Broad Institute/Massachusetts General Hospital Researchers Develop Multi-Gene Test That Identifies Those at High Risk for Developing Heart Disease and Four Other Potentially Deadly Conditions
Next step is to design Web portal offering low-cost ‘polygenic risk score’ to people willing to upload genetic data received from DNA testing companies such as 23andMe
Pathologists and other medical professionals have long predicted that multi-gene diagnostics tests which examine thousands of specific gene sequences might one day hold the key to assessing disease risk, diagnosing diseases, and guiding precision medicine treatment decisions. Now, a research team from the Broad Institute, Massachusetts General Hospital (MGH) and Harvard Medical School have brought that prediction closer to reality.
Their study, published last month in Nature Genetics, found that a genome analysis called polygenic risk scoring can identify individuals with a high risk of developing one of five potentially deadly diseases:
- Coronary artery disease;
- Atrial fibrillation;
- Type 2 diabetes;
- Inflammatory bowel disease; and,
- Breast cancer.
Polygenic Scoring Predicts Risk of Disease Among General Population
To date, most genetic testing has been “single gene,” focusing on rare mutations in specific genes such as those causing sickle cell disease or cystic fibrosis. This latest research indicates that polygenic predictors could be used to discover heightened risk factors in a much larger portion of the general population, enabling early interventions to prevent disease before other warning signs appear. The ultimate goal of precision medicine.
“We’ve known for long time that there are people out there at high risk for disease based just on their overall genetic variation,” senior author Sekar Kathiresan, MD, co-Director of the Medical and Population Genetics Program at the Broad Institute, and Director, Center for Genomic Medicine at Massachusetts General Hospital, said in a Broad Institute news release. “Now, we’re able to measure that risk using genomic data in a meaningful way. From a public health perspective, we need to identify these higher-risk segments of the population, so we can provide appropriate care.”
The researchers conducted the study using data from more than 400,000 individuals in the United Kingdom Biobank. They created a risk score for coronary artery disease by looking for 6.6 million single-letter genetic changes that are more prevalent in people who have had early heart attacks. Of the individuals in the UK Biobank dataset, 8% were more than three times as likely to develop the disease compared to everyone else, based on their genetic variation.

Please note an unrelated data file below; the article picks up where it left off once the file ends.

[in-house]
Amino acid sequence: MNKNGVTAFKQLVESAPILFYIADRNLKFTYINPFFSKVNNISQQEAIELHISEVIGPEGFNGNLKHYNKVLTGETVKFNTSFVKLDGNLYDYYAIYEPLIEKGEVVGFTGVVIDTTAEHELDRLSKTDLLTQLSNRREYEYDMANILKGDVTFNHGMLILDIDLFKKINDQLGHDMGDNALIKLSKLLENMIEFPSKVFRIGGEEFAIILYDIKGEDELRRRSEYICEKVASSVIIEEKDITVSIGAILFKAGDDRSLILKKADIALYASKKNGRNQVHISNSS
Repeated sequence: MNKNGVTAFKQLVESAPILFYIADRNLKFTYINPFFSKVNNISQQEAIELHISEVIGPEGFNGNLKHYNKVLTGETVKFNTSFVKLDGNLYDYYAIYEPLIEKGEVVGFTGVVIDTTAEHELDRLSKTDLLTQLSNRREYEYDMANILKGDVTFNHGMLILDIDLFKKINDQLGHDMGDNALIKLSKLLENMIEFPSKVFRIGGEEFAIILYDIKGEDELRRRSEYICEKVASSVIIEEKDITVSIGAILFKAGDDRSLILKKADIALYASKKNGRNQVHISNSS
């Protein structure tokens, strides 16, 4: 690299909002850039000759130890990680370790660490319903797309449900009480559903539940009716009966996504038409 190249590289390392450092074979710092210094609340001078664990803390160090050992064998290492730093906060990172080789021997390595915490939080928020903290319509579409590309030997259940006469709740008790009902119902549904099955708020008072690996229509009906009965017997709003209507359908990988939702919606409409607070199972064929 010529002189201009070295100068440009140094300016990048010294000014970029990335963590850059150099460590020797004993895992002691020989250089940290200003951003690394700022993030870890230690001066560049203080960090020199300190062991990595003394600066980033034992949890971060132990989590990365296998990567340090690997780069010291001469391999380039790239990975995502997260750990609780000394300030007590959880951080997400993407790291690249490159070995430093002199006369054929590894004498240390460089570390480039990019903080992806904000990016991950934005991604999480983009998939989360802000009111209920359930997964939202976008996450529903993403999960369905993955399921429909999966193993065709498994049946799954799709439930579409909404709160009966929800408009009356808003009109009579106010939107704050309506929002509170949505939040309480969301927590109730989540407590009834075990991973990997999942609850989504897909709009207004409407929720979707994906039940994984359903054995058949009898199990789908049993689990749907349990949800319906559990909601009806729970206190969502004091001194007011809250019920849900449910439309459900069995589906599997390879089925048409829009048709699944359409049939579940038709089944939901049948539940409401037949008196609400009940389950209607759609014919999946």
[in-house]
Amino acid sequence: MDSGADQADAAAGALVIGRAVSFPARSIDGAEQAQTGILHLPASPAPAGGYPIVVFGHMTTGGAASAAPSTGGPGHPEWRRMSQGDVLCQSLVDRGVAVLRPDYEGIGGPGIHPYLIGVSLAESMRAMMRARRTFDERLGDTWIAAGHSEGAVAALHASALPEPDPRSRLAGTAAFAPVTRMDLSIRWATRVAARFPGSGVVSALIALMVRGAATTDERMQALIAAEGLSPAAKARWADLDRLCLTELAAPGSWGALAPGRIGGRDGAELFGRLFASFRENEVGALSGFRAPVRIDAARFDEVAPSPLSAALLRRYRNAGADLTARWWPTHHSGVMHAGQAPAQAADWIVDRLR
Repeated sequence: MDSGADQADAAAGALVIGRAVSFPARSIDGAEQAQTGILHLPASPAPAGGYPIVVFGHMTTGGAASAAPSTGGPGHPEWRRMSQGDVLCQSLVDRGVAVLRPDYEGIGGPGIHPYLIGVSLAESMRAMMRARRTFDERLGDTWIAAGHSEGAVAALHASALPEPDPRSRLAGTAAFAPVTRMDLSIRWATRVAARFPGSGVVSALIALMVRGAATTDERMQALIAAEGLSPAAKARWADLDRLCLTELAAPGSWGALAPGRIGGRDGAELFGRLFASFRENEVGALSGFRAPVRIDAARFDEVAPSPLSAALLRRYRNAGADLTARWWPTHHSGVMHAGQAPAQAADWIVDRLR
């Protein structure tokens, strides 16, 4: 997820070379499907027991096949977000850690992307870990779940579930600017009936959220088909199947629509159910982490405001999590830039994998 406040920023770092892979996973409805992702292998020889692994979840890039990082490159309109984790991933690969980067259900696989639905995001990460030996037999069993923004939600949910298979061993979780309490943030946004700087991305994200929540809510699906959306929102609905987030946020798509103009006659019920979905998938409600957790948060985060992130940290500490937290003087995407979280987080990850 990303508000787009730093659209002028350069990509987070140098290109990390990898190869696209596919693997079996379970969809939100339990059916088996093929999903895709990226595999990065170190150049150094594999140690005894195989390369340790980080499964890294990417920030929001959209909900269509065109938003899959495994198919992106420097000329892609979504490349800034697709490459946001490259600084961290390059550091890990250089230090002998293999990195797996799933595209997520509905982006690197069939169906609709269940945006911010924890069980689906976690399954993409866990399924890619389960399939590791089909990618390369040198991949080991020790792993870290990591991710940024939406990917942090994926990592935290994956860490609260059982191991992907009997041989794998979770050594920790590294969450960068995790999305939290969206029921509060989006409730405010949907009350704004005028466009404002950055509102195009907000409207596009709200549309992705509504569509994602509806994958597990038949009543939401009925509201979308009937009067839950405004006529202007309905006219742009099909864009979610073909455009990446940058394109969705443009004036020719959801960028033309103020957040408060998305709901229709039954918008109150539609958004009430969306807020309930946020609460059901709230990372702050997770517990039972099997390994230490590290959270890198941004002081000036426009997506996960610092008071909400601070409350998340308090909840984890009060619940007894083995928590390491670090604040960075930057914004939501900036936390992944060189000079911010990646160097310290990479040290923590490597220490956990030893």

In absolute terms, only 0.8% of individuals with the very lowest polygenic risk scores had coronary artery disease, compared to 11% for people with the highest scores, the Broad Institute news release stated.
“The results should be eye-opening for cardiologists,” Charles C. Hong, MD, PhD, Director of Cardiovascular Research at the University of Maryland School of Medicine, told the AP. “The only disappointment is that this score applies only to those with European ancestry, so I wonder if similar scores are in the works for the large majority of the world population that is not white.”
In its news release, the Broad Institute noted the need for additional studies to “optimize the algorithms for other ethnic groups.”
The Broad Institute’s results suggest, however, that as many as 25 million people in the United States may be at more than triple the normal risk for coronary artery disease. And millions more may be at similar elevated risk for the other conditions, based on genetic variations alone.
Reanalyzing Data from DNA Testing Companies
The researchers are building a website that would enable users to receive a low-cost polygenic risk score—such as calculating inherited risk score for many common diseases—by reanalyzing data users previously receive from DNA testing companies such as 23andMe.
Kathiresan told Forbes his goal is for the 17 million people who have used genotyping services to submit their data to the web portal he is building. He told the magazine he’s hoping “people will be able to get their polygenic scores for about as much as the cost of a cholesterol test.”
Some Experts Not Impressed with Broad Institute Study
But not all experts believe the Broad Institute/MGH/Harvard Medical School study deserves so much attention. Ali Torkamani, PhD, Director of Genomics and Genome Informatics at the Scripps Research Translational Institute, offered a tepid assessment of the Nature Genetics study.
In an article in GEN that noted polygenic risk scores were receiving “the type of attention reserved for groundbreaking science,” Torkamani said the recent news is “not particularly” a big leap forward in the field of polygenic risk prediction. He described the results as “not a methodological advance or even an unexpected result,” noting his own group had generated similar data for type 2 diabetes in their analysis of the UK dataset.
Nevertheless, Kathiresan is hopeful the study will advance disease treatment and prevention. “Ultimately, this is a new type of genetic risk factor,” he said in the news release. “We envision polygenic risk scores as a way to identify people at high or low risk for a disease, perhaps as early as birth, and then use that information to target interventions—either lifestyle modifications or treatments—to prevent disease.”
This latest research indicates healthcare providers could soon be incorporating polygenic risking scoring into routine clinical care. Not only would doing so mean another step forward in the advancement of precision medicine, but clinical laboratories and pathology groups also would have new tools to help diagnose disease and guide treatment decisions.
—Andrea Downing Peck